The Connected Government Act — a bill that would require federal agencies to maintain mobile-friendly public websites — would help the government overcome a “complete failure” in its mission to serve the public, Rep. Robin Kelly said Thursday morning at the Dell Technologies Digital Transformation Summit.
The bill, which Kelly, D-Ill., introduced in May with cosponsors Frank Pallone Jr., D-N.J., and Mark Meadows, R-N.C., was approved in the Oversight and Government Reform Committee in September. The Senate Homeland Security and Governmental Affairs Committee approved a companion bill earlier this month.
For Kelly, the bill is all about making government more accessible to more Americans.
“With 77 percent of Americans owning and using a smartphone and 10 percent of Americans only accessing the internet with a smartphone, our inability to design mobile friendly websites is a complete failure of our duty to serve the American people,” Kelly said.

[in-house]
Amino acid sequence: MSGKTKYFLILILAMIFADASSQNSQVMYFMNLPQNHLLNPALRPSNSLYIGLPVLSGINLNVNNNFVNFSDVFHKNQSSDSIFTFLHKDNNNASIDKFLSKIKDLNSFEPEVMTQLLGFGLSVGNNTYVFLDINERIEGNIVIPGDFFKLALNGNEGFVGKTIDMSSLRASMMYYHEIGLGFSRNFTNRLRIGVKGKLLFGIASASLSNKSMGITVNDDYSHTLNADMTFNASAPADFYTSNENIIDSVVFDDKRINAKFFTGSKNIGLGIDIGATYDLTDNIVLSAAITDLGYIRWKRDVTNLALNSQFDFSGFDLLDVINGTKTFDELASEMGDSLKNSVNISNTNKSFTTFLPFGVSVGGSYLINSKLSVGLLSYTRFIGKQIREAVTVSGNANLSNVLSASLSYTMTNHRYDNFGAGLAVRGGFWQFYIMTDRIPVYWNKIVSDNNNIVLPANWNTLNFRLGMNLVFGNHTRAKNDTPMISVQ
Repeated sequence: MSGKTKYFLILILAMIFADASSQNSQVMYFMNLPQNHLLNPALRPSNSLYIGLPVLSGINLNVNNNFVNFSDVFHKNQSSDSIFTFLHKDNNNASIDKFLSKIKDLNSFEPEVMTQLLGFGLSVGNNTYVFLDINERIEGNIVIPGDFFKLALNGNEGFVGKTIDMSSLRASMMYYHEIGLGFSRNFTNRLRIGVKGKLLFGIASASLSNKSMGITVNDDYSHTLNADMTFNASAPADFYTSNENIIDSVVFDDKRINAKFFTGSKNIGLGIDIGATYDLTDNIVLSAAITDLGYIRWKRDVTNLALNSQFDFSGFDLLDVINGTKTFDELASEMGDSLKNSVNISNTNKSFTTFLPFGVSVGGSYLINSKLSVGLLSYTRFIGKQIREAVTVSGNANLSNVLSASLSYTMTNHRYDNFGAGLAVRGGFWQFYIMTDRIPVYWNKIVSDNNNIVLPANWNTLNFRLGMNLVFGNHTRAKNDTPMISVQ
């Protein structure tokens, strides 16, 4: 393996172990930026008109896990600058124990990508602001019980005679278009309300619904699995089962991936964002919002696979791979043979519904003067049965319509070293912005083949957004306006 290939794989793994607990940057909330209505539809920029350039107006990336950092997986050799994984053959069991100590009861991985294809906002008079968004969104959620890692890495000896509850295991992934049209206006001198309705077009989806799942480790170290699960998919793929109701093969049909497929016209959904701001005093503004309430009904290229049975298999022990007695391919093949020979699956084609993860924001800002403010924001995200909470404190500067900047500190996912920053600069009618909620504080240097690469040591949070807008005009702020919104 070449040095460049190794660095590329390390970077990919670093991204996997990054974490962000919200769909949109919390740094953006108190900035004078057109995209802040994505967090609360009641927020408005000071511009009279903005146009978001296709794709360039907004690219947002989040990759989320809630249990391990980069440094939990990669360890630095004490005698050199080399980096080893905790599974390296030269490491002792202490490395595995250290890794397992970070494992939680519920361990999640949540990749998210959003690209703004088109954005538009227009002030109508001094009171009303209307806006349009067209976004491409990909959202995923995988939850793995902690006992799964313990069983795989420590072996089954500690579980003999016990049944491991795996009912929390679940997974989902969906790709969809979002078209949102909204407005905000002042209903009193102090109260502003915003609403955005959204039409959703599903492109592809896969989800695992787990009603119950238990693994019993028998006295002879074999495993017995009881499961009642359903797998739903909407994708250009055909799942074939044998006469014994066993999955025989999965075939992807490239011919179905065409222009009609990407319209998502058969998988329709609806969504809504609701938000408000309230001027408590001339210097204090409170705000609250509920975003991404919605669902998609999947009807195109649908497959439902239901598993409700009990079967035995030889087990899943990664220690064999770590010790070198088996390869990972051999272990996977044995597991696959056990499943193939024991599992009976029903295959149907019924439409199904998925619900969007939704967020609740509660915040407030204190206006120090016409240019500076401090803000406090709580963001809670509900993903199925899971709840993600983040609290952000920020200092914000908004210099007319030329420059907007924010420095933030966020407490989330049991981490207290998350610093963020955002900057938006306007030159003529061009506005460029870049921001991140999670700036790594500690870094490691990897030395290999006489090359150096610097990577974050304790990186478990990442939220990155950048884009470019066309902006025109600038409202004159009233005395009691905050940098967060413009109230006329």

The legislation would codify an existing Office of Management and Budget memorandum from 2016 that sets forth requirements for federal agency websites. “Agencies must, to the extent practicable, ensure that their public websites and digital services perform equally well on non-desktop devices such as mobile devices and tablets,” the memorandum reads.
However, many agencies haven’t heeded this advice. According to an Information Technology and Innovation Foundation report from March, 31 percent of popular federal agency websites fail a mobile friendliness test by a significant margin.
“Clearly, [OMB’s] guidance has been ignored,” Kelly said during her remarks. “I’m working to use the legislative process to ensure that everyone can visit and use a government website, whether on a laptop, a desktop, an iPad or a smartphone.”
According to analytics.usa.gov, 39 percent of the 2.58 billion visits to government websites in the past 90 days were via mobile.